Theonomy

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Literally "God's law," but recently applied to a particular view of its normativity for today. reformed-theology.org/html/dictiona.htm


(literal: "God's Law.") www.issuesetc.org/resource/journals/diction.htm


Theonomy is derived from the two Greek words, "Theo-," meaning "God" and "-nomos", meaning "law." Theonomy is the belief that all laws, civil, economic, and social, should be patterned after the particulars of the Sinaitic covenant which God gave to Israel in the wilderness for her politico-civil government including in the punishment of criminals. www.two-age.org/glossary.htm


Lit. "God's law." Scripture used as the basis for secular law. (CONTRAST: Reconstructionism, Kingdom Now, Hierocracy, Bibliocracy, Christocracy.) www.datarat.net/DR/Lex-T.html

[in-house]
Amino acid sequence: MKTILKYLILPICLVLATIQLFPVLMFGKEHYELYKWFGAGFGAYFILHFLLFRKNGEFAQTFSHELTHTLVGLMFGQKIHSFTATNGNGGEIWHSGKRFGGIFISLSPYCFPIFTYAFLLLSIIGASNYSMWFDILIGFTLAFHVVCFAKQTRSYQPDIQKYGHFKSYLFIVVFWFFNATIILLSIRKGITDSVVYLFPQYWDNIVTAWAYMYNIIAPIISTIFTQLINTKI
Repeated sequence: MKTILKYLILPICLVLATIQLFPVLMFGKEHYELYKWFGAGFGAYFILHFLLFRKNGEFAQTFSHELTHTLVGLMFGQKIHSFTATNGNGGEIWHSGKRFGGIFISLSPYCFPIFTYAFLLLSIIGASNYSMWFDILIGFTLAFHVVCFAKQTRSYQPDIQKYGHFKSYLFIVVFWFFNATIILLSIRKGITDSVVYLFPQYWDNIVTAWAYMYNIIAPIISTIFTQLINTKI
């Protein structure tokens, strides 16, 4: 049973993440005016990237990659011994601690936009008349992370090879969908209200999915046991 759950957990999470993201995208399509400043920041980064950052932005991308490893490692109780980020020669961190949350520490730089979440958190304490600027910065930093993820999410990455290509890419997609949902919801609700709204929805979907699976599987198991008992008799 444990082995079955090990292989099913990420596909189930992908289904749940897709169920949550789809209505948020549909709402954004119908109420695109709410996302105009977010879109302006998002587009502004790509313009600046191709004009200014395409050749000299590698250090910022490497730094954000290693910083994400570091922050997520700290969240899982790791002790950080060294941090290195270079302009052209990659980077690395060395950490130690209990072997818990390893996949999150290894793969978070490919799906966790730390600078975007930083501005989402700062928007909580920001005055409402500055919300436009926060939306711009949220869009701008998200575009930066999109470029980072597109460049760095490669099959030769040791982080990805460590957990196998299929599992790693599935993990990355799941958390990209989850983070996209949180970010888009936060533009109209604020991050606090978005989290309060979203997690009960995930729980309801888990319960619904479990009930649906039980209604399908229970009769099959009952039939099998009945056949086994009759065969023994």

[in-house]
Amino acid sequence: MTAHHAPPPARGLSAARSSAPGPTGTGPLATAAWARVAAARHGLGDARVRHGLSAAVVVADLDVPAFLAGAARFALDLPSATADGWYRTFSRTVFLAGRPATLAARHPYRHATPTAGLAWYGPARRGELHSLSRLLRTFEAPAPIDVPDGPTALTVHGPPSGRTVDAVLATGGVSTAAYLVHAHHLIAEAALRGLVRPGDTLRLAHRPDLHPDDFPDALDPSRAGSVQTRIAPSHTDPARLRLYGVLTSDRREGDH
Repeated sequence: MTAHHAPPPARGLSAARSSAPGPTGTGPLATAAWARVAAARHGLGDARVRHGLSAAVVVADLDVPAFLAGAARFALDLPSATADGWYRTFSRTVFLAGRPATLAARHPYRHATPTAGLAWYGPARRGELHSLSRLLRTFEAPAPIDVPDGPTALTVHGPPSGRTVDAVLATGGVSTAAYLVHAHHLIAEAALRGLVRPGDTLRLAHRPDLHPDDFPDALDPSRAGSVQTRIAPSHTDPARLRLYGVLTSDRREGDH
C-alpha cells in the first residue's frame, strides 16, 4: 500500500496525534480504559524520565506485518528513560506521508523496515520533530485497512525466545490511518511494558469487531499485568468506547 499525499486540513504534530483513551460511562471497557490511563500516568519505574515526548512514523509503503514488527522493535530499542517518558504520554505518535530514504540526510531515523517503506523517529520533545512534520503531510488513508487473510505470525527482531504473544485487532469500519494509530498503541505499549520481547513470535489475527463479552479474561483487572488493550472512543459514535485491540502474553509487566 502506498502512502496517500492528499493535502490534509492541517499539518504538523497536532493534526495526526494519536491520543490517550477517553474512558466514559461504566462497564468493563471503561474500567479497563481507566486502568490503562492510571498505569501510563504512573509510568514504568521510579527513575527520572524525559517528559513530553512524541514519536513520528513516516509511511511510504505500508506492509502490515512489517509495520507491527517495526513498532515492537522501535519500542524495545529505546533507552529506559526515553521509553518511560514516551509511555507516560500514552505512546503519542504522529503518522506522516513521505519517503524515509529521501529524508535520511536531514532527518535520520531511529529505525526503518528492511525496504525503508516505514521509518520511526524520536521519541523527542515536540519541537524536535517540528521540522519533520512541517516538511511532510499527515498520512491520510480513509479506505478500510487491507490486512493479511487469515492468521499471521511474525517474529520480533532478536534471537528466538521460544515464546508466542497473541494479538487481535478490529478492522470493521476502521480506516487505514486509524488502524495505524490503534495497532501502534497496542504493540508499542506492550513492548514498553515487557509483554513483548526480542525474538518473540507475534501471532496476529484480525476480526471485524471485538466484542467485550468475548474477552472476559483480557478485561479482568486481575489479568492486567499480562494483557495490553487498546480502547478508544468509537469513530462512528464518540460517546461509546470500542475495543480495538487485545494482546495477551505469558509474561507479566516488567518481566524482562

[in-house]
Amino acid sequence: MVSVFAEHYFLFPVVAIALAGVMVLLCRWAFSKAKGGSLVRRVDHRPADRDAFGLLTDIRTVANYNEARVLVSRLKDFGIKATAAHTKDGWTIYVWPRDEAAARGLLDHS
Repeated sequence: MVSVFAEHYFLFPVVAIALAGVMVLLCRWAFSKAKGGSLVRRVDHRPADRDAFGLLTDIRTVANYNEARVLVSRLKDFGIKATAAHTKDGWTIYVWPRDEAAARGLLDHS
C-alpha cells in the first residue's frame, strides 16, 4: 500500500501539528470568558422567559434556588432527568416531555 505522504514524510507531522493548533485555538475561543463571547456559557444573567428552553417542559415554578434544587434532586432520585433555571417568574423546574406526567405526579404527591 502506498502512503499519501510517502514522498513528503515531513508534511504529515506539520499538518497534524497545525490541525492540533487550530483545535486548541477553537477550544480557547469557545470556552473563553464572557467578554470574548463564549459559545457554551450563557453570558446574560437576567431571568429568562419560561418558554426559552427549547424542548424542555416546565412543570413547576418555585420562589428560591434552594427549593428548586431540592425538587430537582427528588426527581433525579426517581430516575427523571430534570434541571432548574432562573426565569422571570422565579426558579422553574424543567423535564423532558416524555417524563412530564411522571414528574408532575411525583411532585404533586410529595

Literally, "God's law." A more precise term is biblionomy, Biblical law. As a theological expression, it means the abiding authority of all of the Bible's teachings, unless the Bible itself asserts that those teachings have been fulfilled or rescinded (for example, such distinctively Jewish practices as the national feasts and festivals, circumcision, and the Passover). The law in the Old Testament as the authority for the believer and all of society has not been set aside. www.reformationonline.com/glossary.htm